PLACES of worship, particularly churches, are great places for one to receive or consolidate salvation.
They are also excellent places for fellowship as they draw congregants from a wide mix of people. This mix, unfortunately, is also a high risk platform for the spread of diseases, such as cholera that has rocked Lusaka.
This in no way suggests that churches are unhygienic places. To the contrary, most churches are exceptionally clean. The challenge is that one can easily contract the disease through such everyday acts like shaking hands.
It is commendable, therefore, that the church has responded positively to Government’s call to help in the fight against cholera.
Some churches have complied by not holding prayers in cholera-prone areas while others have banned shaking of hands.
Overnight prayers which are usually held on New Year’s Eve were cancelled to observe Government’s directive.
The gesture by the church is complementing other measures Government has put in place to curb the further spread of cholera, which has claimed over 40 lives so far.
This is the worst outbreak of the water-borne disease in recent years.
The church lives with the people and it is in the best interest of men and women of God not to lose any more members.
Government has on its part escalated the fight against cholera by engaging the military to clean up selected parts of the capital city such as markets and drainages.
Markets have since been shut temporarily to ensure total clean-up of the premises before marketeers return.
The military is involved in the operation to bury shallow wells in shanty townships after delivering clean and portable water to shanty townships.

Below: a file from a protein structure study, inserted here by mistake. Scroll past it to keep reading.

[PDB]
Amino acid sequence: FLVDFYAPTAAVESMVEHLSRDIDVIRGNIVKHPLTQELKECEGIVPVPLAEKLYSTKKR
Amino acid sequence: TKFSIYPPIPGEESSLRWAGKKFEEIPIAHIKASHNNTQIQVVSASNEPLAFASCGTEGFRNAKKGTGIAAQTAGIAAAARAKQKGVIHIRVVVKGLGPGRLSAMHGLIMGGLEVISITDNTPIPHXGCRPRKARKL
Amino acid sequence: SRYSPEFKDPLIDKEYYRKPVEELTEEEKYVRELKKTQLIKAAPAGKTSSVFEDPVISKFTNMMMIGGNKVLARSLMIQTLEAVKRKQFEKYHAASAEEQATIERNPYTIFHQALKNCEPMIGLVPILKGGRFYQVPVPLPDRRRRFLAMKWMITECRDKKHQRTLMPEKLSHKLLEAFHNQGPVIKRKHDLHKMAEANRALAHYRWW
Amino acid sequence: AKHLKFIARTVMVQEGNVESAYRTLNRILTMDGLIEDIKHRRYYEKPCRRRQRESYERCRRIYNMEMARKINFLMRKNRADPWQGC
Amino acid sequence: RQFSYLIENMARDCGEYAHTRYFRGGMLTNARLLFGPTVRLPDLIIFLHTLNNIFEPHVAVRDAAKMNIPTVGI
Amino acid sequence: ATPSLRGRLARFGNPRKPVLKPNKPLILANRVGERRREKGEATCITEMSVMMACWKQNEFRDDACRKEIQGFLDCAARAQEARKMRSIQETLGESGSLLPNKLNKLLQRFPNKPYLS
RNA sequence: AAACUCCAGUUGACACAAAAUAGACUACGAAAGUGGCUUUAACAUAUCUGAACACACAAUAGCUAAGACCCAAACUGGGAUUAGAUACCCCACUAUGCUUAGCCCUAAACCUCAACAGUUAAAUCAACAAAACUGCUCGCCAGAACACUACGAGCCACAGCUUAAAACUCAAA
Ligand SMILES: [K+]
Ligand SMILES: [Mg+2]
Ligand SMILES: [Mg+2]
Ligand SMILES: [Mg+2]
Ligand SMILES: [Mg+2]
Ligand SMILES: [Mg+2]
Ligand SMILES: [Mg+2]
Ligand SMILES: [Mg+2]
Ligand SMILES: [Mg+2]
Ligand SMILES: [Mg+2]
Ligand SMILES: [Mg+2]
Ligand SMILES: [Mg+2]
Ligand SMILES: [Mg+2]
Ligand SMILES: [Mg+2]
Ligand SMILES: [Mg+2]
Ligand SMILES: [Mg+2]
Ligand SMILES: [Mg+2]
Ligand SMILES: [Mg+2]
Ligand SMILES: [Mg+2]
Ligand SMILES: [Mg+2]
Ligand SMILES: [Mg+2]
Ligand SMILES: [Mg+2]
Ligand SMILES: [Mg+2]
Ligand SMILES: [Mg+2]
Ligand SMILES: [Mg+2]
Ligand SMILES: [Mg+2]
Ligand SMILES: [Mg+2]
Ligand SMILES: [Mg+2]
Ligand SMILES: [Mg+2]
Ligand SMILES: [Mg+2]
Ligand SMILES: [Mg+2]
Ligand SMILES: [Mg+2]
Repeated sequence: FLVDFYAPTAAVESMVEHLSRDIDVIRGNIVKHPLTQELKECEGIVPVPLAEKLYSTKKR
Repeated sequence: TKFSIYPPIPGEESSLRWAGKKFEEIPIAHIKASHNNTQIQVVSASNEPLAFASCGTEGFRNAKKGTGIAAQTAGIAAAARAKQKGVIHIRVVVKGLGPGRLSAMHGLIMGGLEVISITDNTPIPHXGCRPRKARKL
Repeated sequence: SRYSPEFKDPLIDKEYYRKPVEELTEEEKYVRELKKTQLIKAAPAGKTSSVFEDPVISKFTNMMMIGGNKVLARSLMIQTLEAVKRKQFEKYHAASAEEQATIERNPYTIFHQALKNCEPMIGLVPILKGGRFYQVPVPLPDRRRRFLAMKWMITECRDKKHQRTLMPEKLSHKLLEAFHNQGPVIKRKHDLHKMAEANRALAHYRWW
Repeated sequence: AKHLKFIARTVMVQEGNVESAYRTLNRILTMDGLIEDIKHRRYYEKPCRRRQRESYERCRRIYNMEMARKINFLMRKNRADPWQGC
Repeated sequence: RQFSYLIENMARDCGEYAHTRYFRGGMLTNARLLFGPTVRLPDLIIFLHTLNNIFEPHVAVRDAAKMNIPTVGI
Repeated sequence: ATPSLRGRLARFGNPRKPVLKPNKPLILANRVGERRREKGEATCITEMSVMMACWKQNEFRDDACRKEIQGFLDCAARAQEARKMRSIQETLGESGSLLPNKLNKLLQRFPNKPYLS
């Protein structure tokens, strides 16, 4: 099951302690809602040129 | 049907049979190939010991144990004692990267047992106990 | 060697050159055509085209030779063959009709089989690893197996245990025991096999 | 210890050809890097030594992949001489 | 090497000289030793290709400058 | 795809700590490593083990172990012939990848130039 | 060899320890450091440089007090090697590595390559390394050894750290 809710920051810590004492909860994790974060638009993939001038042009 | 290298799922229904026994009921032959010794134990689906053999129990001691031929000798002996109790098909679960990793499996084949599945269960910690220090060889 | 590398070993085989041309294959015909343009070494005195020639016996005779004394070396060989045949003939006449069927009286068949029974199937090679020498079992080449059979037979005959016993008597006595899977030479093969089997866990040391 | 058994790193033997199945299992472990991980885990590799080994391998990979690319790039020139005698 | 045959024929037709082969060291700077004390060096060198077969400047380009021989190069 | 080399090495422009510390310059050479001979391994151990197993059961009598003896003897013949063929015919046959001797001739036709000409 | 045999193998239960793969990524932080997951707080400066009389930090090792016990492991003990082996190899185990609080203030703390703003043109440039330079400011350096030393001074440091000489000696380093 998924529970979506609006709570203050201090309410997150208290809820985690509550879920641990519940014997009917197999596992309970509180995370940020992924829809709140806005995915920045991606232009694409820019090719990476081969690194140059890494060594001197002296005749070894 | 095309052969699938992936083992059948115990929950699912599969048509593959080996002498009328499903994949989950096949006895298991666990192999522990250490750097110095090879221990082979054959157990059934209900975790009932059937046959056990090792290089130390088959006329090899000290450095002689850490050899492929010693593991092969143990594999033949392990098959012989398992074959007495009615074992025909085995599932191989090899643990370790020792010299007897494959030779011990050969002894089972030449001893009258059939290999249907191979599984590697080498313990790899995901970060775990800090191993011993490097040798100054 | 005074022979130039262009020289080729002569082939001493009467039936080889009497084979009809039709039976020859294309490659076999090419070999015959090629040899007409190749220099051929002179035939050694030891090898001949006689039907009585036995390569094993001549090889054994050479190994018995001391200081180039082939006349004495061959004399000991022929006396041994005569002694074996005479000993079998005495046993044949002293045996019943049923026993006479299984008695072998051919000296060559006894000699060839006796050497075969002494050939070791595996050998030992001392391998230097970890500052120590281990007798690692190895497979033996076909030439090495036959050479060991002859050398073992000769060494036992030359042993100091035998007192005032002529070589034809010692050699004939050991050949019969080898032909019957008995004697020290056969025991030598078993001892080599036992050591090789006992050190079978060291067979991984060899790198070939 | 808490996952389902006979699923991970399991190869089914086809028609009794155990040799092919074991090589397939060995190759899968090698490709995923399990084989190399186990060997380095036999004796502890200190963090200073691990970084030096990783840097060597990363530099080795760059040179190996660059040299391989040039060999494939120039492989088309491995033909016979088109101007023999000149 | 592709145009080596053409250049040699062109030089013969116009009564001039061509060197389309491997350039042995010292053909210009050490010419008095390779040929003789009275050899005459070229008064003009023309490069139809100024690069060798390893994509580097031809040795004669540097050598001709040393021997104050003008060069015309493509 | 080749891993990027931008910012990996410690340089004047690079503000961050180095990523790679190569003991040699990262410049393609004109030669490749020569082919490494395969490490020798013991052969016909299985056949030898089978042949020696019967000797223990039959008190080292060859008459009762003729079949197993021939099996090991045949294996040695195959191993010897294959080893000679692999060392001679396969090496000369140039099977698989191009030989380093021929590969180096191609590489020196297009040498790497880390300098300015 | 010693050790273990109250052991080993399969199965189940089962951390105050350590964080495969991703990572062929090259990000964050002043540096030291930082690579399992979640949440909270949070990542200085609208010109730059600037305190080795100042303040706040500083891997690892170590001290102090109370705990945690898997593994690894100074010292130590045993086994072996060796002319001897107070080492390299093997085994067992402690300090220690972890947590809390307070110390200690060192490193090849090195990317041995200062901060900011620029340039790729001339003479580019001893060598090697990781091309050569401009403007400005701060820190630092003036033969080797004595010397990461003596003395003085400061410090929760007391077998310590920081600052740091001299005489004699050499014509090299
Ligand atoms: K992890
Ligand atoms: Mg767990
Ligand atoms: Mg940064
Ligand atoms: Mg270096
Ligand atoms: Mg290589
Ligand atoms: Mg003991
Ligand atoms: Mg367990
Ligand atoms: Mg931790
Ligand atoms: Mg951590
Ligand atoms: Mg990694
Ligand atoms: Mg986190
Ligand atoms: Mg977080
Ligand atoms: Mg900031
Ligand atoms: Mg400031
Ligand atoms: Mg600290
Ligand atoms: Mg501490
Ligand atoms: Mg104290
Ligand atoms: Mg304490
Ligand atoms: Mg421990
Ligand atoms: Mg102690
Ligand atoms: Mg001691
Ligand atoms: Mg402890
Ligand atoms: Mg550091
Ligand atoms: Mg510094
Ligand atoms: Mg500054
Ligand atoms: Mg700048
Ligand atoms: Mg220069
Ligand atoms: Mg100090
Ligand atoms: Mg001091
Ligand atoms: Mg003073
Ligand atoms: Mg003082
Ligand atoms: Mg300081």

So far, residents have cooperated with the military during the clean-up operation designed to sanitise the capital city.
We hope that the work started by the military will be taken up by the residents and market traders to ensure that cleanliness is sustained.
The involvement of the military is a wake-up call to the local authorities because it has exposed their lack of sense of responsibility in ensuring that trading places are clean.
That is why President Lungu criticised the local authorities for failure to uphold the cleanliness of the cholera outbreak points, untidy surroundings which breed cholera.
President Lungu rightly observed that the Ministry of Local Government and the Lusaka City Council have gone to sleep as they have allowed markets and other trading areas to continue operating in unhealthy surroundings.
During his tour of the cleaning exercise in Lusaka’s central business district on Sunday, President Lungu said that the local authority has allowed sanitary infrastructure to be clogged by unplanned structures.
President Lungu also said a lot of money has been spent on rehabilitating infrastructure to modern standards but these efforts have been frustrated by unplanned structures.
The President is right.
There have been so many pronouncements and money spent to ensure that the country is clean but the opposite is true.
In 2007, President Levy Mwanawasa launched the ‘Make Zambia Clean and Healthy’ campaign is to improve the health and living environment for everyone.
Mr Mwanawasa had said at the time that the programme was aimed at helping and facilitating the making of all homes, communities, villages, towns and cities clean.
Two years ago, the Patriotic Front (PF) government re-launched the ‘Make Zambia Clean and Healthy’ campaign by designating the first Saturday of every month as the official Keep Zambia Clean and Healthy campaign day.
Then Minister of Local Government and Housing John Phiri urged all citizens to set aside the first Saturday of every month for cleaning of premises and surroundings.
Even the rebranding of the ‘Make Zambia Clean and Healthy Campaign’ has not yielded results going by the business as usual attitude which has infuriated President Lungu.